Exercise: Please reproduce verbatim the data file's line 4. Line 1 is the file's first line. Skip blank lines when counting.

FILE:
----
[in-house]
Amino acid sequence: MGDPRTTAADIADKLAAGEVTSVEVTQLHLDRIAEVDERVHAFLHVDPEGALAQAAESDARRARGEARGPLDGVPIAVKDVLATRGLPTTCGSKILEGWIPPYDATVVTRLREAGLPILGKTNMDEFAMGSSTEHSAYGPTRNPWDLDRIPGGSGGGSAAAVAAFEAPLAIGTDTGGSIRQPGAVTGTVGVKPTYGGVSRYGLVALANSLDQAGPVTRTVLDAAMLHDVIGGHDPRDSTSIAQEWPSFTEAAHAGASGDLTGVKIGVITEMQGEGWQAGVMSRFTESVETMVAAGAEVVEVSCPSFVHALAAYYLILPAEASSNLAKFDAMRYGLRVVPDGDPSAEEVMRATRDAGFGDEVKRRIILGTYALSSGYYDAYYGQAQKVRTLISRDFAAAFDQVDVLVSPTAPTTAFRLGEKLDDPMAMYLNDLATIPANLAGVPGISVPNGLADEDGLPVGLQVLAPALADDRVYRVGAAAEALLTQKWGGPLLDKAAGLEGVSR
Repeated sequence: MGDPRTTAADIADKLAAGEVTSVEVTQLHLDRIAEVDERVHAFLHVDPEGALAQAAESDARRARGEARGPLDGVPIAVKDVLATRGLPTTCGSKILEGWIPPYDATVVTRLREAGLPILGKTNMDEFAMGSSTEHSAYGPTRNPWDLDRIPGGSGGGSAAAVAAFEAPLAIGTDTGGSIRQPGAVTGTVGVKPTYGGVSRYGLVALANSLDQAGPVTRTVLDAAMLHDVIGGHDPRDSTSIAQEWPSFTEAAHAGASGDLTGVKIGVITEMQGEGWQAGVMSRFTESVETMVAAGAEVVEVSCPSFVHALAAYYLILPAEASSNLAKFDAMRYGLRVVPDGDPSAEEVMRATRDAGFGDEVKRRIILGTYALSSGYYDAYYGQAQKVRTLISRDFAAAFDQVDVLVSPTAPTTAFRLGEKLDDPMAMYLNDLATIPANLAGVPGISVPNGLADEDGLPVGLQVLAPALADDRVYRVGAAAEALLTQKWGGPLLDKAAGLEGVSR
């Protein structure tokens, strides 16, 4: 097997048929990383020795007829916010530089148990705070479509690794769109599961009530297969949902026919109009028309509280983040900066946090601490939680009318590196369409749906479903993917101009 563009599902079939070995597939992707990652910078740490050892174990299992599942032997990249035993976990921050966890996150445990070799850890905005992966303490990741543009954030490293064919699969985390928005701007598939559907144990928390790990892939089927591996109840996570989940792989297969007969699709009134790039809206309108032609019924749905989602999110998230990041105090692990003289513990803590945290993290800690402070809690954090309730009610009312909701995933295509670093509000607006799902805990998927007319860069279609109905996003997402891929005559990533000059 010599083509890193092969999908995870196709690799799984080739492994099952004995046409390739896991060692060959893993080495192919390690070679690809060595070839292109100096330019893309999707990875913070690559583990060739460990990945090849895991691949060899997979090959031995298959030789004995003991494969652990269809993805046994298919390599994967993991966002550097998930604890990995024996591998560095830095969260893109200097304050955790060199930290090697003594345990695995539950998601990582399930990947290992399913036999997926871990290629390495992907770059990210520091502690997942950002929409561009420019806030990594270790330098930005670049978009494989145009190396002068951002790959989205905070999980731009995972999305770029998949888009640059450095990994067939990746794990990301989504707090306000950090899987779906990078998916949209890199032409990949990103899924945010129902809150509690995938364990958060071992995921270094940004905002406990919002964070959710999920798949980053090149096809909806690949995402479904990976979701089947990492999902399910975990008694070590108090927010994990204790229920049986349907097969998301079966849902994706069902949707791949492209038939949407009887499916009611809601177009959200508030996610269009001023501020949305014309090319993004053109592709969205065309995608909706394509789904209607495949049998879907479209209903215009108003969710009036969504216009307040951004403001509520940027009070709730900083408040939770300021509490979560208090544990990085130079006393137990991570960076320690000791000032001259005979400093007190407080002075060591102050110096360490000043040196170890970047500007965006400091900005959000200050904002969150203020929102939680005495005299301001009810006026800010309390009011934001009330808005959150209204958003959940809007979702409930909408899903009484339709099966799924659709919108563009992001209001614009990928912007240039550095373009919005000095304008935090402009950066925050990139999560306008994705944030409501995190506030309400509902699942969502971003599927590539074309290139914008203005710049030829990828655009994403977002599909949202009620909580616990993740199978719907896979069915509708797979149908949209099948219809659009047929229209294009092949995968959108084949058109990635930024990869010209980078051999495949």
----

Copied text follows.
């Protein structure tokens, strides 16, 4: 097997048929990383020795007829916010530089148990705070479509690794769109599961009530297969949902026919109009028309509280983040900066946090601490939680009318590196369409749906479903993917101009 563009599902079939070995597939992707990652910078740490050892174990299992599942032997990249035993976990921050966890996150445990070799850890905005992966303490990741543009954030490293064919699969985390928005701007598939559907144990928390790990892939089927591996109840996570989940792989297969007969699709009134790039809206309108032609019924749905989602999110998230990041105090692990003289513990803590945290993290800690402070809690954090309730009610009312909701995933295509670093509000607006799902805990998927007319860069279609109905996003997402891929005559990533000059 010599083509890193092969999908995870196709690799799984080739492994099952004995046409390739896991060692060959893993080495192919390690070679690809060595070839292109100096330019893309999707990875913070690559583990060739460990990945090849895991691949060899997979090959031995298959030789004995003991494969652990269809993805046994298919390599994967993991966002550097998930604890990995024996591998560095830095969260893109200097304050955790060199930290090697003594345990695995539950998601990582399930990947290992399913036999997926871990290629390495992907770059990210520091502690997942950002929409561009420019806030990594270790330098930005670049978009494989145009190396002068951002790959989205905070999980731009995972999305770029998949888009640059450095990994067939990746794990990301989504707090306000950090899987779906990078998916949209890199032409990949990103899924945010129902809150509690995938364990958060071992995921270094940004905002406990919002964070959710999920798949980053090149096809909806690949995402479904990976979701089947990492999902399910975990008694070590108090927010994990204790229920049986349907097969998301079966849902994706069902949707791949492209038939949407009887499916009611809601177009959200508030996610269009001023501020949305014309090319993004053109592709969205065309995608909706394509789904209607495949049998879907479209209903215009108003969710009036969504216009307040951004403001509520940027009070709730900083408040939770300021509490979560208090544990990085130079006393137990991570960076320690000791000032001259005979400093007190407080002075060591102050110096360490000043040196170890970047500007965006400091900005959000200050904002969150203020929102939680005495005299301001009810006026800010309390009011934001009330808005959150209204958003959940809007979702409930909408899903009484339709099966799924659709919108563009992001209001614009990928912007240039550095373009919005000095304008935090402009950066925050990139999560306008994705944030409501995190506030309400509902699942969502971003599927590539074309290139914008203005710049030829990828655009994403977002599909949202009620909580616990993740199978719907896979069915509708797979149908949209099948219809659009047929229209294009092949995968959108084949058109990635930024990869010209980078051999495949």